Dialogue as Playfulness: Communication Beyond Binaries in a Neighborhood Torn Over the Status of Asylum Seekers Living There

Dialogue as Playfulness: Communication Beyond Binaries in a Neighborhood Torn Over the Status of Asylum Seekers Living There

Sharon Avital (Tel-Aviv University, Israel)
DOI: 10.4018/978-1-5225-7585-6.ch004
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This chapter uses Gergen's shift of focus from independent and coherent selves to relational beings and Klein and Maimon's mathematical model of consciousness and suggests a new approach to dialogue. Through the metaphor of playfulness, this chapter stresses the importance of training in perspective taking and coordinated experiences in cases of conflict. Moreover, this chapter suggests the importance of integrating other forces operating within the context of conflict into the dialogic process. The chapter demonstrates the theoretical dimensions discussed through the example of conflict over the status of refugees in a Tel-Aviv neighborhood.
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Somewhere beyond right and wrong, there is a field. I will meet you there. Rumi

With the possibility of expulsion to Rwanda looming over their heads, the African residents of the small Shapira neighborhood in the South of Tel-Aviv feared walking freely around the streets. They knew that not only was their official status at risk, but their acceptance by the locals was also questionable, even explosive. Indeed, the influx of newcomers in the past decade has posed major challenges to the struggling neighborhood. Lack of government support or a clear policy meant that these African immigrants were crowding in small apartments and kindergartens leading in turn to relief organizations moving into the neighborhood to offer aid. While some of the residents have actively supported these Africans or advocated against their possible deportation, others have adamantly protested their presence in their neighborhood and the country in general. As the government’s intentions to deport the immigrants become more tangible, the more palpable and contentious the tension between the residents has grown.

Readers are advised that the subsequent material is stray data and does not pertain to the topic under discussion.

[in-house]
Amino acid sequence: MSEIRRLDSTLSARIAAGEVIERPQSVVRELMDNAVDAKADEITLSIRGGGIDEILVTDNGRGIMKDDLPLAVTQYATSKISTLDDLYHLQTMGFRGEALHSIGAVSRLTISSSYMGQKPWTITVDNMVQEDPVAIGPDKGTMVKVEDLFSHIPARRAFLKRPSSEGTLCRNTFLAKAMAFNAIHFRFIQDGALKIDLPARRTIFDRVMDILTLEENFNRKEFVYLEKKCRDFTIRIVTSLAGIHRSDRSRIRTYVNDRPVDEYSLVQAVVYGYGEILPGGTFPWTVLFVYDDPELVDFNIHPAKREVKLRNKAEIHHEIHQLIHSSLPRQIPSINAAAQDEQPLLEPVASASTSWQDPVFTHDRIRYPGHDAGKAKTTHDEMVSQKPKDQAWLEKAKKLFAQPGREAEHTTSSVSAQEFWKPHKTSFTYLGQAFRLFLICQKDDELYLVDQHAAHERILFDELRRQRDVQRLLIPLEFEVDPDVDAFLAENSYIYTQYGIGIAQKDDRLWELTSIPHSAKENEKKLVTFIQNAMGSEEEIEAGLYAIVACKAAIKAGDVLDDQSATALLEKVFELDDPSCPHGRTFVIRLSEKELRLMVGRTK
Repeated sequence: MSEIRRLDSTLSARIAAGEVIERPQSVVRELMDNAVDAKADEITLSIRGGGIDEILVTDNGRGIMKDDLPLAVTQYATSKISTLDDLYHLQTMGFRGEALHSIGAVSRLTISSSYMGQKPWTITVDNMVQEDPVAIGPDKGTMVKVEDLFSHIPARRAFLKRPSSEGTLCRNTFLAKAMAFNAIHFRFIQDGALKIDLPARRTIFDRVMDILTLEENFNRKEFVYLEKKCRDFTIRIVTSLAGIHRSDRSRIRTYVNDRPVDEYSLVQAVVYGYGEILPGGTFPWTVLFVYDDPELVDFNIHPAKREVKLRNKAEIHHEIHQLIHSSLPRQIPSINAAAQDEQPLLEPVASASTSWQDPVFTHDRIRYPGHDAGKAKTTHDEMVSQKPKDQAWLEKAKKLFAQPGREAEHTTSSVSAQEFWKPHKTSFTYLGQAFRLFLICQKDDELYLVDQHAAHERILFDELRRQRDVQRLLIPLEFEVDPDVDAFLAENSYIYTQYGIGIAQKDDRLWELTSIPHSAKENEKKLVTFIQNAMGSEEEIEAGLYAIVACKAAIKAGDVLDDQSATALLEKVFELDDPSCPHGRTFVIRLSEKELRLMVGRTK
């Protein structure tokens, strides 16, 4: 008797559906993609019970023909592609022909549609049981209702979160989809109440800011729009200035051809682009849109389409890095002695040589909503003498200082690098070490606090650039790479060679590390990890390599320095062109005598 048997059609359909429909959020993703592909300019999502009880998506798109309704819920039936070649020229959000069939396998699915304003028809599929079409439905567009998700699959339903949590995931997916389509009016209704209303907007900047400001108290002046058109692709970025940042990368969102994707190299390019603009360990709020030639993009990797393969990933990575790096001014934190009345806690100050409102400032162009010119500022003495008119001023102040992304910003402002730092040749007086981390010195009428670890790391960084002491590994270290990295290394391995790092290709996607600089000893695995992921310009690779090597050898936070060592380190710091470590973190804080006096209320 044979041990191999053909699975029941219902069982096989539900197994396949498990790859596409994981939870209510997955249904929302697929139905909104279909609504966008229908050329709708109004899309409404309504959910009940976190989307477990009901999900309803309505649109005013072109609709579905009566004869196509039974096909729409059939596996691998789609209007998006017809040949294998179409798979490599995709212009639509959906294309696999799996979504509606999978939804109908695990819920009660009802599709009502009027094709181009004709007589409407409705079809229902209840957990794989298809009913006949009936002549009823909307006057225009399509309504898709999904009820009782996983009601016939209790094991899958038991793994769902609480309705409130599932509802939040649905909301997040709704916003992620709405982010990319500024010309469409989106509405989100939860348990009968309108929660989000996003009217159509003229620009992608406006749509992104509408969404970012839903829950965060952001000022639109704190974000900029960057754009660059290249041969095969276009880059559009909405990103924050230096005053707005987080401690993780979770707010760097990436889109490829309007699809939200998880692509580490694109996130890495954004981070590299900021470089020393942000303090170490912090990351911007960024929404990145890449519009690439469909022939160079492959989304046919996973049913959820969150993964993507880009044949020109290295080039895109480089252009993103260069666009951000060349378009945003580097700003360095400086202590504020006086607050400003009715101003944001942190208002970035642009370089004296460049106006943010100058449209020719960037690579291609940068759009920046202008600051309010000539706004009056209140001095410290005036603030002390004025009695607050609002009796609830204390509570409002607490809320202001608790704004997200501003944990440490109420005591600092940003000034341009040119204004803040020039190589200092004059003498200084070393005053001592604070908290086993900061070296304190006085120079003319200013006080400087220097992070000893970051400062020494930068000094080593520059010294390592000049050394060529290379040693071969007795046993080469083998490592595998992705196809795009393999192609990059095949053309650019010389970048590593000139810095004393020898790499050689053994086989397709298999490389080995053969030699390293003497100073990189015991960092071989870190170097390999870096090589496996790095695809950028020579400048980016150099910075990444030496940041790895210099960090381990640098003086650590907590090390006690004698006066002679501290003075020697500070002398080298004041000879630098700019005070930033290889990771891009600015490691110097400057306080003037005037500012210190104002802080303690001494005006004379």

Shapira can be understood as a contact zone (Pratt, 1991, 1992)—a geographical or ethnographical space where cultures meet. The neighborhood is home to a growing number of refugees from different African countries, as well as to different Israeli subgroups that vary according to age, education, socioeconomic status, and religion. Power dynamics in the neighborhood are contingent on government policies and partisan political interests at the state level that construe a complicated situation. Since asymmetrical power relations characteristic to the neighborhood are known to intensify tensions and clashing interests (Goncalves, 2016, p.8), dialogic efforts there might seem dim and hopeless.

This chapter begins with theoretical exploration of the notion of dialogue. It suggests opening the aperture to view dialogue not merely as a dual process in which two narratives are being exchanged but as a more extended process interwoven in myriad relations. The metaphor of “playfulness” is used here to gesture towards a way of being (with) that which is malleable and open. The metaphor also points to a spatial dimension, alluding to the importance of myriad relations and connections that are directly and often indirectly parts of the dialogue. While playfulness can be achieved through literal play, as in games or arts (as the example used in this chapter demonstrates), play is not limited to these. The second part of the chapter illustrates this approach to dialogue through the example of cultural activities and discussion in Shapira over the status of the refugees living there.

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